Riding the waves of praise since the release of their last album, The Midnight Organ Fight, Scotland’s Frightened Rabbit are poised for their breakout album. They’ve amassed a large following built on their recordings and a knack for delivering powerful shows to audiences across the globe. The Winter of Mixed Drinks finds the group middling between intimate club group and powerful arena-ready rock band.
The Hutchison brothers, Grant and Scott, remain the core focus of the band. It’s Scott’s vocals that dominate throughout the record, and Grant’s drum tracks that foreshadow a blistering live show. But, at times, it doesn’t appear as if too much musically is going on within the songs aside from these two, despite three other members now being part of the entourage. Take “Things” or “The Loneliness and the Scream,” for example, which don’t actually have too much traditional songwriting to them, at least as far as the instrumentation dictates the song. In the latter, it seems as if the guitar is merely there to keep Scott on pace. This isn’t a huge knock against the band, as Hutchison’s voice can carry the band alone, but it does lead you to wonder precisely what the songwriting process was during recording.
“The Wrestle” is the first song where you can hear a bubbly bass line just beneath the surface of the vocals. In creating this underlying tension, along with a staccato-sort of guitar strumming, the vocals really pull at you. It’s such a song where you can picture the band belting it out on stage to throngs of adoring fans who all sing along simultaneously. These are the type of moments you came to expect from Frightened Rabbit.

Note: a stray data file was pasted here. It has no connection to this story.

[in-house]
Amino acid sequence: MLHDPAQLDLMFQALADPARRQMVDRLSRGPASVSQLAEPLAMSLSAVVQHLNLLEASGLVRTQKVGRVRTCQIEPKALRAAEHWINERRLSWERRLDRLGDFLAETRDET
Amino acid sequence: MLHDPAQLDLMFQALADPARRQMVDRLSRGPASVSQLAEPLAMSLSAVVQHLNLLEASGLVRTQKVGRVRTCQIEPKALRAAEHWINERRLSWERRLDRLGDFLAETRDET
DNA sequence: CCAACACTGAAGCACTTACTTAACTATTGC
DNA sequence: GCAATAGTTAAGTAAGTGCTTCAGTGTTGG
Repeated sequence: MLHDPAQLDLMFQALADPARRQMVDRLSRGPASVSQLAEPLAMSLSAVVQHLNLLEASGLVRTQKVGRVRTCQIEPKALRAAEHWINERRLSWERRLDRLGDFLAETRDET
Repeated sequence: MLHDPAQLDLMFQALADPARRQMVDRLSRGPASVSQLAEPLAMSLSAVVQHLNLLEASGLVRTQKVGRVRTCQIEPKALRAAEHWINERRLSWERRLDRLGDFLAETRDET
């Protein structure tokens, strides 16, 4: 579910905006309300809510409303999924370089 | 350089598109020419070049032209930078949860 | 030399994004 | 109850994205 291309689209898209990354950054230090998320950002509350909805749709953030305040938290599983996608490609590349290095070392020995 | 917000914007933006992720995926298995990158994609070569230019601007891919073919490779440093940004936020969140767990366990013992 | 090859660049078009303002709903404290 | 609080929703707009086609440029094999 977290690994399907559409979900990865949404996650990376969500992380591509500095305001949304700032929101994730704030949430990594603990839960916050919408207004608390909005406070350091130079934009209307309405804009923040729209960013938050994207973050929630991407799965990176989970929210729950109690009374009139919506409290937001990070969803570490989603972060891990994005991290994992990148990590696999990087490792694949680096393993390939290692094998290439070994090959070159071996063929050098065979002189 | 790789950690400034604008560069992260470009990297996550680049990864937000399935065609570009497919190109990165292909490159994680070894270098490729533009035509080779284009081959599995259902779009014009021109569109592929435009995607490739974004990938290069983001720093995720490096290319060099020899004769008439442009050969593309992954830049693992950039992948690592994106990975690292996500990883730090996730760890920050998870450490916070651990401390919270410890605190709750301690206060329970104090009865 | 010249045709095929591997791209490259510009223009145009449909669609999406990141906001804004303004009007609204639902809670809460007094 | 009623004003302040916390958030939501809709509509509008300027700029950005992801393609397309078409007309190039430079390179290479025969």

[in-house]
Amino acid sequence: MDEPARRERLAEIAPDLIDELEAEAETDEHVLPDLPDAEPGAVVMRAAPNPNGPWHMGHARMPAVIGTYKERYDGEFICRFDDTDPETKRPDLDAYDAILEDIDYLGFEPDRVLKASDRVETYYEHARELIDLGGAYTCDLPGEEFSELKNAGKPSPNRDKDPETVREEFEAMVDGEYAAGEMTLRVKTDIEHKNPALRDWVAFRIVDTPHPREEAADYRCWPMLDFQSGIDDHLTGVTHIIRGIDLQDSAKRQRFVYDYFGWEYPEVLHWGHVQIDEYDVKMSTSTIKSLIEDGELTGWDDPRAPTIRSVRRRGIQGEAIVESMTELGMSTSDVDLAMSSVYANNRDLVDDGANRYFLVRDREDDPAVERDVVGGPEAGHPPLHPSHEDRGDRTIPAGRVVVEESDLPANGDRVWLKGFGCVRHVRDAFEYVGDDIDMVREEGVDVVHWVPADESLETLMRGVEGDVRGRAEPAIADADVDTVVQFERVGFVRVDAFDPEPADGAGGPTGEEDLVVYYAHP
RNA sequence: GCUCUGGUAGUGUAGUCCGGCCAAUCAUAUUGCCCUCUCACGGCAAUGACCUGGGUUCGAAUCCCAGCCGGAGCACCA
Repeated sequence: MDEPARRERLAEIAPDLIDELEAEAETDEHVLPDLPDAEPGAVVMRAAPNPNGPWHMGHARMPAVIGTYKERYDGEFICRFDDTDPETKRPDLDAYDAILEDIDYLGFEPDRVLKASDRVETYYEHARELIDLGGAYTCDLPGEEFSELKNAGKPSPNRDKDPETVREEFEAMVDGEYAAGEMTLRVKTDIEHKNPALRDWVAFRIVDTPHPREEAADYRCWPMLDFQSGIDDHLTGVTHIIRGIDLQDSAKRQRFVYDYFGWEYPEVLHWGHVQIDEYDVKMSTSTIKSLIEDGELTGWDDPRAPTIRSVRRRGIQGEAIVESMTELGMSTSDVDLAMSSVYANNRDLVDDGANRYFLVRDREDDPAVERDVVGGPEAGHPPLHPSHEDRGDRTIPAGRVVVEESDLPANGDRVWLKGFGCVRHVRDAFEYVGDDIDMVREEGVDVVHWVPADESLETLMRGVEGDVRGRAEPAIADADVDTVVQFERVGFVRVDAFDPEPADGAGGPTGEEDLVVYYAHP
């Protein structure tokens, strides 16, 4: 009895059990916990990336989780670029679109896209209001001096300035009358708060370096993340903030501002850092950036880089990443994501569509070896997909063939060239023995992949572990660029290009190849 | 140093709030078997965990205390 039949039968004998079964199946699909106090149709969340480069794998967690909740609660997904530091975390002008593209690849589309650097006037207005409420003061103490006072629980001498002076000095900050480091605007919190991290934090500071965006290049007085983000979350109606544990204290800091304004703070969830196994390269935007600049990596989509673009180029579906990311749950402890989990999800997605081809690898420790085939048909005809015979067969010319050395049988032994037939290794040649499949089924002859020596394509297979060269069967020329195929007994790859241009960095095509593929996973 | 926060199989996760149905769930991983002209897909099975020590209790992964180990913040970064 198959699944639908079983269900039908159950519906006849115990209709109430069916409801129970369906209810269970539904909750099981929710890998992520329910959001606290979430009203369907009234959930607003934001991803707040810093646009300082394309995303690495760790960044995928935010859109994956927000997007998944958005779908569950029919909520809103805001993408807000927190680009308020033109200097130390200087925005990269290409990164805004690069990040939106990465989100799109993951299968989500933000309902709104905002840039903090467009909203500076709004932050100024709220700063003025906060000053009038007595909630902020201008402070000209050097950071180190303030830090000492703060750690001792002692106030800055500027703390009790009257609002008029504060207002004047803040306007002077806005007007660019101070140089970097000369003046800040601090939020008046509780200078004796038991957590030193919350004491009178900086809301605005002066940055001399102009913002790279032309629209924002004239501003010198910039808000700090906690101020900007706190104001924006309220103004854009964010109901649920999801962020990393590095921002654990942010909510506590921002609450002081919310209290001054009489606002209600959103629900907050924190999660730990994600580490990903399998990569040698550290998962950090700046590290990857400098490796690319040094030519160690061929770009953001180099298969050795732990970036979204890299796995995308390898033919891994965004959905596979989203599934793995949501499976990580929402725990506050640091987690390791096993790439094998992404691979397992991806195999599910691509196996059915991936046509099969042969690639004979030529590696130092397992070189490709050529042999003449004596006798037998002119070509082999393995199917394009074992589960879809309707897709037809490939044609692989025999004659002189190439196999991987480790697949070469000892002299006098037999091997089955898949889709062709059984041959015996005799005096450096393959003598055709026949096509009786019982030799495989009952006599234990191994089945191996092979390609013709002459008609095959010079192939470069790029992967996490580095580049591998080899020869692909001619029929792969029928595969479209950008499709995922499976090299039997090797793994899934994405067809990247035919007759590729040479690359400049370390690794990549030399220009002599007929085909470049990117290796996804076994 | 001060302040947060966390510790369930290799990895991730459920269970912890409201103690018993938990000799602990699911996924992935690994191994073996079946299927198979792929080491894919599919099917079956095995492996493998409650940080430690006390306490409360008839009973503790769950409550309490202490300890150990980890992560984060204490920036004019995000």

Guitars finally begin to crash upon your ears when you come to “Nothing Like You,” which is the fastest song on The Winter of Mixed Drinks. This is the sort of song that has the pacing and drum work to really win over fans in the live setting, but for some reason it doesn’t really seem to fit into the collection of songs here. Most of the songs have a slower, almost folk approach, so it feels sort of lost.
Much should be noted of the possible influence of fellow Scots The Twilight Sad. Many songs seem to be coated in atmospheric noise, but only as an extension of the song. “Not Miserable” has sort of a slow, drawn-out beginning, fleshed out by a fuzz in the background, whilst piano lines sputter along. It’s something that leads you to focus on the lyrical content, which is perhaps a very current Scottish trend. Then again, it seems like using atmospheric backing all about is just a general fad in the industry.
Once you finish your listening experience, it’s hard to sit down and think back to superb moments on The Winter of Mixed Drinks. Every single song is pleasant, and some might say they are all good tunes, but none of them really achieve that feeling of exceptionality one expected from Frightened Rabbit this time around. They filled the record with decent tunes, but leave you feeling somewhat indifferent, which is something you surely can’t say at their wonderful live shows.[audio:http://austintownhall.com/wp-content/uploads/2009/10/swim-until-you-can_t-see-land.mp3]
Download: Frightened Rabbit – Swim Until You Can’t See Land [MP3]